Secondhand tobacco smoke is estimated to have caused more than 600,000 deaths and the loss of more than 10 million disability-adjusted life years (DALYs) worldwide in 2004, according to the first analysis of its kind. Women and children were more likely than men to be exposed to secondhand smoke and to suffer morbidity and mortality from this exposure. The findings were published online November 25 in The Lancet.
Researchers led by Dr. Mattias Öberg of the Karolinska Institute in Stockholm, Sweden, used data for their analysis from the Global Youth Tobacco Survey and 19 additional surveys published between 1980 and 2007. They used models to estimate the burden of disease from secondhand smoke exposure for countries without direct survey data. The research team used the comparative risk assessment method, which is based on the proportion of people exposed to a pollutant and the known relative risk of disease related to that exposure.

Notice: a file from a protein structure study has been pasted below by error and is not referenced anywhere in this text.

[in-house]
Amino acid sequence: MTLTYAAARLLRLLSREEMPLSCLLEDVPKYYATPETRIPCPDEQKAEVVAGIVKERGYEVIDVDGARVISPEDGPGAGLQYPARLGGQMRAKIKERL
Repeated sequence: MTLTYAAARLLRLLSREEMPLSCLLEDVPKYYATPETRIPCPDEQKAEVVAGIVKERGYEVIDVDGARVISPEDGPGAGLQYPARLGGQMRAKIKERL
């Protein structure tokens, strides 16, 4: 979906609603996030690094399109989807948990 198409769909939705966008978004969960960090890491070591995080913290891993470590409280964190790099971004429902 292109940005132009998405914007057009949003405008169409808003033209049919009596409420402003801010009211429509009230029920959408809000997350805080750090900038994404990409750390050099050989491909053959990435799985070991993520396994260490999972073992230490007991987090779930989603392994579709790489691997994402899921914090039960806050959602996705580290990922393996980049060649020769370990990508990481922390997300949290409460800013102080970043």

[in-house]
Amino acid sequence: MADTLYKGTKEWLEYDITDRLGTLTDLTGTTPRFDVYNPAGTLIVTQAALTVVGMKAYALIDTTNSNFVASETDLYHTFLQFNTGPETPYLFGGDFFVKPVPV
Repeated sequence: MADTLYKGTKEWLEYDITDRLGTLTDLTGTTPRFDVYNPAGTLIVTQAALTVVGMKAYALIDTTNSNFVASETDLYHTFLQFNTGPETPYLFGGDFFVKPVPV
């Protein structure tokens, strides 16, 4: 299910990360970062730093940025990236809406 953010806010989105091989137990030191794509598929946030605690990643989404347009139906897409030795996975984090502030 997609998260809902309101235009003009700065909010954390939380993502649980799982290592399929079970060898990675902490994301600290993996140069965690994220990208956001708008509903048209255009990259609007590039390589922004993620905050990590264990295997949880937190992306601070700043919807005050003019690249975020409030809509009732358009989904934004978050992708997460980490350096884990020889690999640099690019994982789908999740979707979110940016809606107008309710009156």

The authors estimate that, worldwide, 40 percent of children, 35 percent of female nonsmokers, and 33 percent of male nonsmokers are exposed to secondhand smoke. In 2004, secondhand smoke caused 379,000 deaths from ischemic heart disease, 165,000 deaths from lower-respiratory infections, 36,900 deaths from asthma, and 21,400 deaths from lung cancer. Forty-seven percent of these deaths occurred among women and 28 percent occurred among children.
“Two-thirds of these deaths [among children] occur in Africa and south Asia…. The combination of infectious diseases and tobacco seems to be [deadly] for children in these regions,” wrote the authors. “Prompt attention is needed to dispel the myth that developing countries can wait to deal with tobacco-related disease until they have dealt with infectious diseases.
“The provisions of the WHO Framework Convention on Tobacco Control should be enforced immediately to create complete smoke-free environments in all indoor workplaces, public places, and on public transport,” the authors recommended.
“This landmark study documents the global magnitude of the problem of secondhand smoke exposure and its devastating consequences,” said Dr. Cathy Backinger, chief of NCI’s Tobacco Control Research Branch. “These findings should encourage a sense of urgency for ensuring that nonsmokers are protected from secondhand smoke exposure—a completely preventable health hazard.”